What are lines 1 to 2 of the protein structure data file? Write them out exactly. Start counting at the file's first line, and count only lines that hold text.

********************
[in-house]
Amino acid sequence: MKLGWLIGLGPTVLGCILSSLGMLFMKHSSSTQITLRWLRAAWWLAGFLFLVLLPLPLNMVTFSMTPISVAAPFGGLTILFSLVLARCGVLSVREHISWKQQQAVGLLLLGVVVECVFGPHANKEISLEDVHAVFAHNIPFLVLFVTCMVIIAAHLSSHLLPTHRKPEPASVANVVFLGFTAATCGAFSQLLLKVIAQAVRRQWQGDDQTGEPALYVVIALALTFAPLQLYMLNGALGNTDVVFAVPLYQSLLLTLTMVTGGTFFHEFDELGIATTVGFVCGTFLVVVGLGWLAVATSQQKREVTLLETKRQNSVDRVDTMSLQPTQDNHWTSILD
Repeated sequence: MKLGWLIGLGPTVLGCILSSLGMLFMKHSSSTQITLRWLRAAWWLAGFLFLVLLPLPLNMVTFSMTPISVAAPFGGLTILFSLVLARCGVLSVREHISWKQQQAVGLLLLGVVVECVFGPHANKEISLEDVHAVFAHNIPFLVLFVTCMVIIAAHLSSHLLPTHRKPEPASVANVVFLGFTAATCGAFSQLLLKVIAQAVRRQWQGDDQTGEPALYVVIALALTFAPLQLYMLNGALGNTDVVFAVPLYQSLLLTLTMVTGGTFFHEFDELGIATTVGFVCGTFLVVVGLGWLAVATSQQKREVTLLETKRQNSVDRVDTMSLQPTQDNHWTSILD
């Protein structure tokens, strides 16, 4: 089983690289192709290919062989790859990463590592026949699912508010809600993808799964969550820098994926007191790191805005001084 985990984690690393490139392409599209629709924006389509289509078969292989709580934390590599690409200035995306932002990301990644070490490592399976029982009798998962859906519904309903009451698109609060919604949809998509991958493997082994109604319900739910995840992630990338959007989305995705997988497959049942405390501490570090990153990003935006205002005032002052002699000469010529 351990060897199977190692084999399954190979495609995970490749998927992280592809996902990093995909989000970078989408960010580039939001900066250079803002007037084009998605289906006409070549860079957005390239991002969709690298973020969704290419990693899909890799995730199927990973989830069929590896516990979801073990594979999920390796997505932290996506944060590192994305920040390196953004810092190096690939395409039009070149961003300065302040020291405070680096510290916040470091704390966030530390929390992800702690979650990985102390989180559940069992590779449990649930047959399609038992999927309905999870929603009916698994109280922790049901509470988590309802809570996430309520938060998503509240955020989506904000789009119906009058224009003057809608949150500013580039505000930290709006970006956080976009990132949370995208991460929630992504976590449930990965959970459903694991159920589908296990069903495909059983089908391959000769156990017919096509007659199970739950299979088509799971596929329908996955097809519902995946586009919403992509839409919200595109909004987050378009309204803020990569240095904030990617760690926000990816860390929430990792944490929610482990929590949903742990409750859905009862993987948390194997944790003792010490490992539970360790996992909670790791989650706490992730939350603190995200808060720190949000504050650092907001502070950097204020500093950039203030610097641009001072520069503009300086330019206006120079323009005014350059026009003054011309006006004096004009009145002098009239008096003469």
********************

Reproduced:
[in-house]
Amino acid sequence: MKLGWLIGLGPTVLGCILSSLGMLFMKHSSSTQITLRWLRAAWWLAGFLFLVLLPLPLNMVTFSMTPISVAAPFGGLTILFSLVLARCGVLSVREHISWKQQQAVGLLLLGVVVECVFGPHANKEISLEDVHAVFAHNIPFLVLFVTCMVIIAAHLSSHLLPTHRKPEPASVANVVFLGFTAATCGAFSQLLLKVIAQAVRRQWQGDDQTGEPALYVVIALALTFAPLQLYMLNGALGNTDVVFAVPLYQSLLLTLTMVTGGTFFHEFDELGIATTVGFVCGTFLVVVGLGWLAVATSQQKREVTLLETKRQNSVDRVDTMSLQPTQDNHWTSILD